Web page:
I am always confused with the following case:

Let's say, I have two friends and each of them has a book. Which of the sentences is correct?

(1) 'Books of my friends are nice.' (2) 'Book of my friends is nice.'

The thing that confuses me is as follows: In sentence (1), there is a meaning that each of my friends has multiple books which is not true. In sentence (2), it has a meaning that there is only one nice book, which is not correct either.

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  • 3
    Language is inherently ambiguous and only context and reason can rescue from and unbounded miasma of meaninglessness. Side note: a native speaker would probably phrase this "My friends' books are nice". And final PS: you might like our sister stack, English Language Learners. – Dan Bron Feb 28 '15 at 13:32
  • english.stackexchange.com/… I narrowed the search to 200! – Mari-Lou A Feb 28 '15 at 14:03
  • 1
    The OP should be confused with those sentences. Both (1) and (2) are ungrammatical for multiple reasons already. Discussions about the workings of verb agreement and constituency inside ungrammatical sentences never explains anything well. Start with real sentences: My friends' books are nice vs My friend's book is nice. Is the question necessary then? – John Lawler Feb 28 '15 at 16:43
  • Did my answer not help you? Perhaps it wasn't clear but neither of the two sentences you proposed are grammatical, as Dan Bron and John Lawler both pointed out. The grammatically correct versions would be: 1) My friends' books are... (note the possessive apostrophe after the PLURAL noun: friends 2) My friend's book is... (note the possessive apostrophe between the SINGULAR noun: friend and the -s) The alternative "The book(s) of my friends is/are..." is grammatical but it is not idiomatic. People don't say it. – Mari-Lou A Mar 1 '15 at 8:55
  • For the record, My friends’ book is nice is also grammatical and valid. It just means that your friends only have one book in total: they share it. A more logical use case for this construction would be My parents’ house is nice (your parents live together in just one house) vs. My parents’ houses are nice (your parents live separately in each their own house(s) or your parents live together but own several houses). – Janus Bahs Jacquet Mar 1 '15 at 11:00

Let's say, I have two friends and each of them has a book.

In other words the OP wants to emphasize that both his friends have got a book.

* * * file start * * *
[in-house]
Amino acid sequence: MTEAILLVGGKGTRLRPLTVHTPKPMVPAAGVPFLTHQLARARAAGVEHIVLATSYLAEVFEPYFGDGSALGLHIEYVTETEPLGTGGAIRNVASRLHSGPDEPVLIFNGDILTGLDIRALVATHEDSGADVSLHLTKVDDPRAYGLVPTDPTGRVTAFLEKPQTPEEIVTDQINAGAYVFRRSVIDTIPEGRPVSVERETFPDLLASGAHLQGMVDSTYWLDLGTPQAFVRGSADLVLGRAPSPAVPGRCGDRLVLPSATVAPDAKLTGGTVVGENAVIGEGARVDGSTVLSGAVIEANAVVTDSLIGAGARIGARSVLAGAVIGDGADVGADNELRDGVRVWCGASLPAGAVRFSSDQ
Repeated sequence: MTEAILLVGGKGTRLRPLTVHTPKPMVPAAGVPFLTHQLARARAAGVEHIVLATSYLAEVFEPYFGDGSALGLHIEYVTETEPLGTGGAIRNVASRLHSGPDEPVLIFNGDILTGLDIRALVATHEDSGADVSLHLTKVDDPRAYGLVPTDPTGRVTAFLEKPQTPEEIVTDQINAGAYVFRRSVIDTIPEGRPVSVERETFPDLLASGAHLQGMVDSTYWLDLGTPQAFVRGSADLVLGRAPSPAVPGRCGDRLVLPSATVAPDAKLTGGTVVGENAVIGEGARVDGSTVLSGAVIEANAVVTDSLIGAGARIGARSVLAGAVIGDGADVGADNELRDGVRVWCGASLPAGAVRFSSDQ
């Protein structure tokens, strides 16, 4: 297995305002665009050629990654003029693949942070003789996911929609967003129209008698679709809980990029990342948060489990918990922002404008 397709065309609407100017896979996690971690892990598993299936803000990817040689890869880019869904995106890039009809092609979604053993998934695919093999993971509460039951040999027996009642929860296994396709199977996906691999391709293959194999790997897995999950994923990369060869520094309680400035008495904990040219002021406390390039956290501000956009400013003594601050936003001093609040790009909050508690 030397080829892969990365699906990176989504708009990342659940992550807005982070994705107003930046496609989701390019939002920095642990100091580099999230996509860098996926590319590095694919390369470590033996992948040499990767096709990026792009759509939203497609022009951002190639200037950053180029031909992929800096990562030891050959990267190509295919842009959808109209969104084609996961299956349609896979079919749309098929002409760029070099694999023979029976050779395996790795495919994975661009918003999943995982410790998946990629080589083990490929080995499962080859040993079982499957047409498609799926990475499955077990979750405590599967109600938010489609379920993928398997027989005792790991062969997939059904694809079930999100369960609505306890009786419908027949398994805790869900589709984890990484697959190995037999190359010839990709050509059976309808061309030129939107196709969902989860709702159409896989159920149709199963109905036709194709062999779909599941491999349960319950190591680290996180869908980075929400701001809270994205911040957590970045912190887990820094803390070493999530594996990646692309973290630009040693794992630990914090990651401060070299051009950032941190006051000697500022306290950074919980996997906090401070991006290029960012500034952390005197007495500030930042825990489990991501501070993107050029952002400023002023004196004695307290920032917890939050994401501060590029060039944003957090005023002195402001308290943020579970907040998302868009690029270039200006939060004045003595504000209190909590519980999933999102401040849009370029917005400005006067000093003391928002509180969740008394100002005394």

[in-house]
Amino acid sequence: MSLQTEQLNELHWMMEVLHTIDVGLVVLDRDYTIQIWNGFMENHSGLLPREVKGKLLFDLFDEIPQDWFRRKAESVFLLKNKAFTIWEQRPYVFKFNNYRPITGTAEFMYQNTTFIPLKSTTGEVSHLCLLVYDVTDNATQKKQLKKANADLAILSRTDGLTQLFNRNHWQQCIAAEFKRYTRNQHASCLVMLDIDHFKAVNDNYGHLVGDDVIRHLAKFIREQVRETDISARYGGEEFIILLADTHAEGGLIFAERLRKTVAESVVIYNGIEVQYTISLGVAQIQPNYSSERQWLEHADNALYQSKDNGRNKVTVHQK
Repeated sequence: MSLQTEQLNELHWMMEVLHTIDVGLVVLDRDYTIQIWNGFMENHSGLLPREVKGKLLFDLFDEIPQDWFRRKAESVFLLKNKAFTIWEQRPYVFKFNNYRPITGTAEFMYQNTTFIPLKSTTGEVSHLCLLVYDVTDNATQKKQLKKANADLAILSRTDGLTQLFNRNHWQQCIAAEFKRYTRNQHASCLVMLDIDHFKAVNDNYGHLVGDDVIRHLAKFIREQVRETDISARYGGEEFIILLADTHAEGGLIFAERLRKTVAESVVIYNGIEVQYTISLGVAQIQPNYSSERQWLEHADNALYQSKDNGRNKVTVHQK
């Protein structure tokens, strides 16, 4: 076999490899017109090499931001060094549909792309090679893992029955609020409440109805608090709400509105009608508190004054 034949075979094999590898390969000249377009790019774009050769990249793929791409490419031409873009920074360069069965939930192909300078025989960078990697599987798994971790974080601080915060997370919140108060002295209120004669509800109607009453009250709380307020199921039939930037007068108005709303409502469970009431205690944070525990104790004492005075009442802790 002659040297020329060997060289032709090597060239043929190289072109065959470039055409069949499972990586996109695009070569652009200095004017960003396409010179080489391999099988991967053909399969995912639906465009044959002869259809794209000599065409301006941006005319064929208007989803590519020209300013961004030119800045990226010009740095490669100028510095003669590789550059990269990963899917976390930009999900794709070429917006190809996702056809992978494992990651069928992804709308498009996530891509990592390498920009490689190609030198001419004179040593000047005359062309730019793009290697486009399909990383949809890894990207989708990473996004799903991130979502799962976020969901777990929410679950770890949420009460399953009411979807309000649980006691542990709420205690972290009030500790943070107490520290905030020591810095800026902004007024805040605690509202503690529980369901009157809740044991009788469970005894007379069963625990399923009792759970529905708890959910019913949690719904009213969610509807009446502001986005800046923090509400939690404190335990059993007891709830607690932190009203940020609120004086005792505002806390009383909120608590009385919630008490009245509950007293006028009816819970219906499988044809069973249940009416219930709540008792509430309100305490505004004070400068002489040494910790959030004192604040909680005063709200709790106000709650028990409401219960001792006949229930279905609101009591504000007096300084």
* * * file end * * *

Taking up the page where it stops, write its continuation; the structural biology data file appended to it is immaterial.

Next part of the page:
Which of the sentences is correct?
(1) 'Books of my friends are nice.' (2) 'Book of my friends is nice.'

The first sentence proposed by the OP is neither idiomatic nor grammatical.
A grammatical sentence would be: (1) The books of my friends are nice.

Without context the second phrase proposed by the OP sounds as if there are two or more friends who share one book. A grammatical and more plausible-meaning phrase would be:
(2) The book of my friend is nice.

However, native speakers do not usually use the above construction, instead they will say:
(1) My friends' books are... and (2) My friend's book is....

Although sentence (1) My friends' books are nice is grammatical and idiomatic, it doesn't tell us how many friends the speaker has nor how many books each friend has got. Friend A might have two books while Friend B might have hundreds. If the speaker feels it is important to specify the number of friends, I would suggest the following

  1. Both my friends have got a nice book
  2. Each of my [two] friends has got a nice book
  3. My two friends each have a nice book
  1. Both

We use both to refer to two things or people together:

Both those chairs are occupied, I’m afraid. (The two chairs are occupied.)

Are both your parents going to Chile? (Are your mother and father going to Chile?)

  1. each

used to refer to every one of two or more people or things, regarded and identified separately

  • Each of the answers is worth 20 points.

Grammar Point
Each is used in front of a singular noun and is followed by a singular verb:
Each student has been given his or her own email address.
The use of his or her sometimes sounds slightly formal and it is becoming more common to use the plural pronoun their: Each student has been given their own email address.

When each is used after a plural subject, it has a plural verb:
They each have their own email address.

  1. Each referring to a subject

When we use each to refer to the subject of the clause, it usually appears in the normal mid position for adverbs, between the subject and the main verb, after the modal verb or first auxiliary verb, or after be as a main verb:

We each agreed to help by contributing some money towards the cost.

We would each say a poem or sing a song.

Have you each signed the contract?

Husband and wife are each entitled to invest up to the maximum of£40,000

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